Visitors here will know that I'm an early riser, and the first thing I do -- after coffee and sunrise -- is post a musing. You will also have noted that a few times since I arrived on the island the posts have appeared late in the day. This is a small island, in an unwealthy country, and my connection to cyberspace is not always ready and waiting. If anything goes amiss during the evening or night, it's not likely to be fixed until someone arrives at work the next morning.
Other utilities are equally dicey. One memorable day last week, the internet, telephone, water and electricity all went out separately during the same 24-hour period.
I'm not complaining. That's why we are here. And things are infinitely better than when we first arrived nearly 20 years ago. What attracted us to this place was precisely its tenuous hold on modernity. Here were a cheerful people not yet caught up in the rat race, who still preferred an extra hour of leisure to an extra hundred bucks, who knew how to relax, make do, improvise, grow a cabbage, sip their coffee and watch the sunrise. When the electricity went off, well, you just stopped what you were doing and waited till it came back on. If the water slowed to a dribble, you probably didn't need that shower anyway. If there was no fresh milk at the market, you opened a packet of Parmalat and waited till the weekly mail boat arrived.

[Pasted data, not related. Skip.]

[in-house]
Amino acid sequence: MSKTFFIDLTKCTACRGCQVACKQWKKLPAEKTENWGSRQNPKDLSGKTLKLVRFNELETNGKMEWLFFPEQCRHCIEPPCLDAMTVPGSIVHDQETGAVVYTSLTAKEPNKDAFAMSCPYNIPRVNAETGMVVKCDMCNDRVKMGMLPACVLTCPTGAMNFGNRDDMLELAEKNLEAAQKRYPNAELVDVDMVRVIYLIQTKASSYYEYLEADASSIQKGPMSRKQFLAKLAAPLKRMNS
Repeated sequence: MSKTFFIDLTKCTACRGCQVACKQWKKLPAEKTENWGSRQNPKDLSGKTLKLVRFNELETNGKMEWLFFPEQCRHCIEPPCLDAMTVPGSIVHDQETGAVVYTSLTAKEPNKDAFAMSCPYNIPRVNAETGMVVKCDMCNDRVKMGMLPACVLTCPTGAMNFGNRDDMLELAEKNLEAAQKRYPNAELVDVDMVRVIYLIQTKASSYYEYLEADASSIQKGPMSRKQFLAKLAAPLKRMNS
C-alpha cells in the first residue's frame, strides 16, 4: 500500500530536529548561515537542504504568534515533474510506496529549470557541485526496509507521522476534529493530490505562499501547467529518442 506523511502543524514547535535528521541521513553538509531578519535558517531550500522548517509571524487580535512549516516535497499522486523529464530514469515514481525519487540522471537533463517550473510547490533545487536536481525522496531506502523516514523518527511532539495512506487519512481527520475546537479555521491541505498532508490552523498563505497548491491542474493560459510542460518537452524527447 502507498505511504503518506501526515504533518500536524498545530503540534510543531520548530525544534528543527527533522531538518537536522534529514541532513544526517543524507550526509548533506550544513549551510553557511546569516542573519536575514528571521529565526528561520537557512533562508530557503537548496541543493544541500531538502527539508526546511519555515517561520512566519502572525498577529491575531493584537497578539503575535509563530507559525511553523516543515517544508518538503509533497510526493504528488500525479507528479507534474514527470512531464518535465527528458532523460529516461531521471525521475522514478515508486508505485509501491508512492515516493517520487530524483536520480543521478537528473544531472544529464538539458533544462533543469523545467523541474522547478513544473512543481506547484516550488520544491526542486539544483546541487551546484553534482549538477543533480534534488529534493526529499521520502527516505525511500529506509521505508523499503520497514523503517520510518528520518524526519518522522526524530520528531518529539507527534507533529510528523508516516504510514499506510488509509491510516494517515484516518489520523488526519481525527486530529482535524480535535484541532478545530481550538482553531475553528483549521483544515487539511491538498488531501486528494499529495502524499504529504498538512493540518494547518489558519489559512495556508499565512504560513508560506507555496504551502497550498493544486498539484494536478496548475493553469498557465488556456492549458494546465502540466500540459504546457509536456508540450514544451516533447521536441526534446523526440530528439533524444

I don't want to sound like a happy-go-lucky Robinson Crusoe, or a condescending affluent American. I am grateful for the privilege of being here, and I am glad to see the island catching up with the times, especially as we get older and less resilient. But I know too that something is being lost, not least because of the homogenizing influence of American cable television. The kids at the high school are losing the gracious courtesy that used to astonish us when we picked them up along the road. They didn't have cell phones, but they had impeccable manners.